Gen 33:1 Jacob looked up and there was Esau, coming with his four hundred men; so he divided the children among Leah, Rachel and the two maidservants.
‘The meeting is a classic of reconciliation. The stream of gifts and the demure family processions, almost comically over-organised (as it turned out), give some idea of the load on Jacob’s conscience and the sheer grace of Esau’s reply.’ (Kidner)
Gen 33:2 He put the maidservants and their children in front, Leah and her children next, and Rachel and Joseph in the rear.
Gen 33:3 He himself went on ahead and bowed down to the ground seven times as he approached his brother.
Bowed … seven times – ‘The manner of doing this is by looking towards a superior and bowing with the upper part of the body brought parallel to the ground, then advancing a few steps and bowing again, and repeating his obeisance till, at the seventh time, the suppliant stands in the immediate presence of his superior.’ (JFB)
Gen 33:4 But Esau ran to meet Jacob and embraced him; he threw his arms around his neck and kissed him. And they wept.
But Esau ran to meet Jacob – ‘What a sudden and surprising change! Whether the sight of the princely present and the profound homage of Jacob had produced this effect, or it proceeded from the impulsive character of Esau, the cherished enmity of twenty years in a moment disappeared; the weapons of war were laid aside, and the warmest tokens of mutual affection reciprocated between the brothers. But doubtless, the efficient cause was the secret, subduing influence of grace (Pr 21:1), which converted Esau from an enemy into a friend.’ (JFB)
It is possible that Jesus drew on this story in his portrayal of the father of the prodigal son in Lk. 15:20.
Gen 33:5 Then Esau looked up and saw the women and children. “Who are these with you?” he asked. Jacob answered, “They are the children God has graciously given your servant.”
On children as a gift from God, see Ps 127:3.
Gen 33:6 Then the maidservants and their children approached and bowed down.
Gen 33:7 Next, Leah and her children came and bowed down. Last of all came Joseph and Rachel, and they too bowed down.
Gen 33:8 Esau asked, “What do you mean by all these droves I met?” “To find favour in your eyes, my lord,” he said.
Gen 33:9 But Esau said, “I already have plenty, my brother. Keep what you have for yourself.”
Gen 33:10 “No, please!” said Jacob. “If I have found favour in your eyes, accept this gift from me. For to see your face is like seeing the face of God, now that you have received me favourably.
Gen 33:11 Please accept the present that was brought to you, for God has been gracious to me and I have all I need.” And because Jacob insisted, Esau accepted it.
Esau accepted it – ‘In the East the acceptance by a superior is a proof of friendship, and by an enemy, of reconciliation. It was on both accounts Jacob was so anxious that his brother should receive the cattle; and in Esau’s acceptance he had the strongest proofs of a good feeling being established that Eastern notions admit of.’ (JFB)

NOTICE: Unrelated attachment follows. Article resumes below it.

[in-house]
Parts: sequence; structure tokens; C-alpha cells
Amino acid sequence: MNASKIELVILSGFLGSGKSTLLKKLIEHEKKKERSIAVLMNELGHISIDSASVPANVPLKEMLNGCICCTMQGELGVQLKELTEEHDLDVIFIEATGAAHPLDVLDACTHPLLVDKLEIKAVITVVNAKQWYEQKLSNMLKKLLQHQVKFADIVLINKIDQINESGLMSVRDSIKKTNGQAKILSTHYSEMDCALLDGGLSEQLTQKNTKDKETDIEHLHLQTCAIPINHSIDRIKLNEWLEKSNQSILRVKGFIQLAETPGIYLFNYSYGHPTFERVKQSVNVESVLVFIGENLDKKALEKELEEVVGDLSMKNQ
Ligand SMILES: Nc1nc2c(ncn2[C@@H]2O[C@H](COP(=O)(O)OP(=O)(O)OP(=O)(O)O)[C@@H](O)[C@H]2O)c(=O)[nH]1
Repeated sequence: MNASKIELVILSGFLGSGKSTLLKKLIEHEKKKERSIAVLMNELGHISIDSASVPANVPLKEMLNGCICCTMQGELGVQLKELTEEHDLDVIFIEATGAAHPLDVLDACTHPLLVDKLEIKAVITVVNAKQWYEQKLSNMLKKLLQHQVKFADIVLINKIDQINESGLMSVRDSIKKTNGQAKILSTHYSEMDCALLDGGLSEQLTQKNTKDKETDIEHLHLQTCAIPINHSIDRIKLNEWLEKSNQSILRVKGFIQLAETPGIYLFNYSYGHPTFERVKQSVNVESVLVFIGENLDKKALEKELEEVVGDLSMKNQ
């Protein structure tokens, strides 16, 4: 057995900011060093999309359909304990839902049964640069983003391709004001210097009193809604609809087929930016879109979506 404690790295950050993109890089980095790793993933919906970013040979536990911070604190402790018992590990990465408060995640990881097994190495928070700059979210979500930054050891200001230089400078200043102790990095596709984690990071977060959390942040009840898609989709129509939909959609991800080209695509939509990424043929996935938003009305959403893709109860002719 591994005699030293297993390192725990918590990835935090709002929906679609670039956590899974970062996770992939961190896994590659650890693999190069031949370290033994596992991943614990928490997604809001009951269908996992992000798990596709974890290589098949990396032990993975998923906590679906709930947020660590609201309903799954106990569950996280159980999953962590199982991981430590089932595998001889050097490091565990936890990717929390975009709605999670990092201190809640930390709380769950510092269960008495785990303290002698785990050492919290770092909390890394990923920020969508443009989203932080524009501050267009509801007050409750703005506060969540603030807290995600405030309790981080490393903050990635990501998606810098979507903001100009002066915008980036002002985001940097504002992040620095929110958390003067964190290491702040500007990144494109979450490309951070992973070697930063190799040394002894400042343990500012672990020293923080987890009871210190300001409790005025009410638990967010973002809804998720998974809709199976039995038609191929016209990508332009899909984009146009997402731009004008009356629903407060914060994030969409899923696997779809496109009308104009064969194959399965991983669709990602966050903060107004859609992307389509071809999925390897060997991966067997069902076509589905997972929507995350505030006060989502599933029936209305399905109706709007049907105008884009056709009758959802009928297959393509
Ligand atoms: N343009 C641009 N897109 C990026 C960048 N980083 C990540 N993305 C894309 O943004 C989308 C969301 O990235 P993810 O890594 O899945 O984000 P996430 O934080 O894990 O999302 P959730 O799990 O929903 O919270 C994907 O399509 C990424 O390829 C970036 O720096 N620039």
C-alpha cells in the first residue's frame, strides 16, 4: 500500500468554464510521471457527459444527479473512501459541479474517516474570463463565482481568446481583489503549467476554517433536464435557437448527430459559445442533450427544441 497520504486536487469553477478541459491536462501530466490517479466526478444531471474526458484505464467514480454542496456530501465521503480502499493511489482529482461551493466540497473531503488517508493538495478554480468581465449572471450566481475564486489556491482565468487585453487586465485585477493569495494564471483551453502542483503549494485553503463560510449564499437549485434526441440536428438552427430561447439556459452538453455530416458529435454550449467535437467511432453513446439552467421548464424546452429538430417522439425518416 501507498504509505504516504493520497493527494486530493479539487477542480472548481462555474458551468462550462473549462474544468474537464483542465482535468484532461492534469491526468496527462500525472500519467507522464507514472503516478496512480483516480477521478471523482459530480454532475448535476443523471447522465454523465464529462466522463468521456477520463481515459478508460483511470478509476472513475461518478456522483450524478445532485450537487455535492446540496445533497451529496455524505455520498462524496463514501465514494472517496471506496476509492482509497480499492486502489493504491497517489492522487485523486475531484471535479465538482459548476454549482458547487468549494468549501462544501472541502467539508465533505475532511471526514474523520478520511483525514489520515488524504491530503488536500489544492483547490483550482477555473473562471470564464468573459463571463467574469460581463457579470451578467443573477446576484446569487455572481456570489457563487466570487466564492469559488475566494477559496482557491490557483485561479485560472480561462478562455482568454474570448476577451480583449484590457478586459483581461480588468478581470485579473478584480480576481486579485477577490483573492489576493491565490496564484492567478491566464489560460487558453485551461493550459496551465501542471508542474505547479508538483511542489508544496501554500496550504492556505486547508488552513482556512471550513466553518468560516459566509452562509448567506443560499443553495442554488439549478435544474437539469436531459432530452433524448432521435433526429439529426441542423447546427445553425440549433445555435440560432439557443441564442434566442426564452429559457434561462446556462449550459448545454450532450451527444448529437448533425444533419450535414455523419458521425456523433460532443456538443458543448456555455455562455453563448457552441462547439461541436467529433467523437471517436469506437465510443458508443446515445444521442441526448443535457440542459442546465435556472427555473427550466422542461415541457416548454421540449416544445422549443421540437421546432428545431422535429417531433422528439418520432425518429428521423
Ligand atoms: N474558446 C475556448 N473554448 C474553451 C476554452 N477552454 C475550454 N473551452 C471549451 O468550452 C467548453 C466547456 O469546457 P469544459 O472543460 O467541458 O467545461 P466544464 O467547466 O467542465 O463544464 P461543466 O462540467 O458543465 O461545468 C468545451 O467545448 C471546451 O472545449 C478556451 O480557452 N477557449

Gen 33:12 Then Esau said, “Let us be on our way; I’ll accompany you.”
Gen 33:13 But Jacob said to him, “My lord knows that the children are tender and that I must care for the ewes and cows that are nursing their young. If they are driven hard just one day, all the animals will die.
Gen 33:14 So let my lord go on ahead of his servant, while I move along slowly at the pace of the droves before me and that of the children, until I come to my lord in Seir.”
“Until I come to my lord in Seir” – But as soon as he was alone, Jacob turned north, to Succoth. Is there a sign here of his old deviousness? ‘Despite his total capitulation at Peniel Jacob kept his scheming ways, pretending one thing and intending another. He remained the same Jacob as Esau had know years earlier, giving his brother the slip under cover of following gently for the sake of the children and tender animals. Heartening it would be if defects of character were immediately removed by a conversion experience, evidence from Scripture and from life indicates otherwise.’ (Baldwin)
Gen 33:15 Esau said, “Then let me leave some of my men with you.” “But why do that?” Jacob asked. “Just let me find favour in the eyes of my lord.”
Gen 33:16 So that day Esau started on his way back to Seir.
The brothers part, not to meet again until they meet to bury their father at Hebron (Genesis 35:29).
Gen 33:17 Jacob, however, went to Succoth, where he built a place for himself and made shelters for his livestock. That is why the place is called Succoth.
Succoth = ‘shelters’.
Gen 33:18 After Jacob came from Paddan Aram, he arrived safely at the city of Shechem in Canaan and camped within sight of the city.
There is a break of several years between v17 and this verse.
Gen 33:19 For a hundred pieces of silver, he bought from the sons of Hamor, the father of Shechem, the plot of ground where he pitched his tent.
Gen 33:20 There he set up an altar and called it El Elohe Israel.
‘Two generations on from Abraham all the covenanted purposes of God were vested in one man, Jacob, and his sons. Was it possible that from so small and unpromising a beginning the whole world could be significantly changed? In terms of human understanding the proposition was highly unlikely, but there was dynamisim in the word of the Lord, and it would not fail. Jesus saw his own ministry in a similar light; it was “like a grain of mustard seed, … the smallest of all the seeds on earth; yet when it is sown it grows up and becomes the greatest of all shrubs … ” (Mk 4:30-32). The quiet, hidden work of God’s Spirit goes on through the centuries, embracing succeeding generations, all of which belong in his world-wide outreach and are part of a greater whole, called by Jesus “the kingdom of God”. Statistics cannot estimate its size, nor reckon its worth.’ (Baldwin)